|Cute, cute, cute!!!!!|
Emma does pretty good with the Tobii. The eye gaze detection is really forgiving of her changes in neck control. She is pretty accurate on selecting items when she wants to communicate. We found that making the interaction a fun exercise rather than a teaching exercise greatly improved Emma's interest in using the device. For example, asking her to tell us what color she wants to use in her art activity she ignores us. Asking Emma to have the mouse knock over a horse and she can't get enough of using the device. Her team agrees that she is cognitively able to understand our request to tell us the color but that she chooses not to comply because she just doesn't want to rather than she is not capable.
Emma has mostly been using the device at school but we have taken it home on several weekends. Since Emma has off this week and we were at the end of the trial we decided to bring the device home and get another 5 days of use before the return date. Her SLP programmed a screen with a photo of me and a photo of Emma to do some turn taking activities. She did this right before she sent the device home so Emma had not seen it before. When I opened it Emma immediately loved this screen! She kept selecting my photo over and over and over and over again and looking at me each time she selected it. It was like she was so happy to finally be able to say my name! My heart melted......
We used this screen to play some games. Emma liked the game where she chose who should knock over a stack of blocks. She mostly asked me to do it, but did decide to do it herself every now and again. Here is a video I took of her using this screen.
The video was hard to shoot while interacting with Emma in the activity and getting Emma to ignore the fact that her photo was being taken. This child LOVES getting her photo taken and will stop all activities to ham it up for the camera. What I like about the video is it shows that she knows how to use the device. She is very deliberate in her choices. She keeps her eye gaze on the square she wants to select for the appropriate amount of time mostly on her first try. Sometimes she needs to try again and when that happens she does try again until it speaks her selection. Her attention is still pretty short and is likely a mix of her age and that using eye gaze to communicate is fairly tiring. Finnegan was to her right so she kept looking at her to knock them down, too - Finnegan usually knocks the blocks over when we play with them on the floor. I have also noticed that during the device trial she started to "talk" more. You can see this in the video at about 2:25 in, it sounds like she is saying "you" when the screen didn't pick up her eye gaze at me. I had her too close to the screen - I moved her in to knock over the blocks and forgot to move her back - for it to detect her eyes and when I figured that out and moved her back she was able to select my photo.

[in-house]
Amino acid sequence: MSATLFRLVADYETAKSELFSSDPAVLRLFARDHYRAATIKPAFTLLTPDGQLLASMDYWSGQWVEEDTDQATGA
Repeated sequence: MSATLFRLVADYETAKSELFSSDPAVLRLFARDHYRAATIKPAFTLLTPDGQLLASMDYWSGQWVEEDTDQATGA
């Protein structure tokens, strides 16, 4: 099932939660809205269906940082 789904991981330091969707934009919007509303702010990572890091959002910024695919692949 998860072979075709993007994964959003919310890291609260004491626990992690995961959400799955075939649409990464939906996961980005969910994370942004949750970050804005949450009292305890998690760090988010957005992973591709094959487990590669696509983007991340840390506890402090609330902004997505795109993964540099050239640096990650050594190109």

I'm thrilled with the team that is working with us to give Emma a voice. They are amazing! And I'm thrilled with how well Emma is doing with the device after only 8 weeks. I'm not sure what is the ideal communication method for Emma yet but I see so much potential and promise in her future. For now that is enough.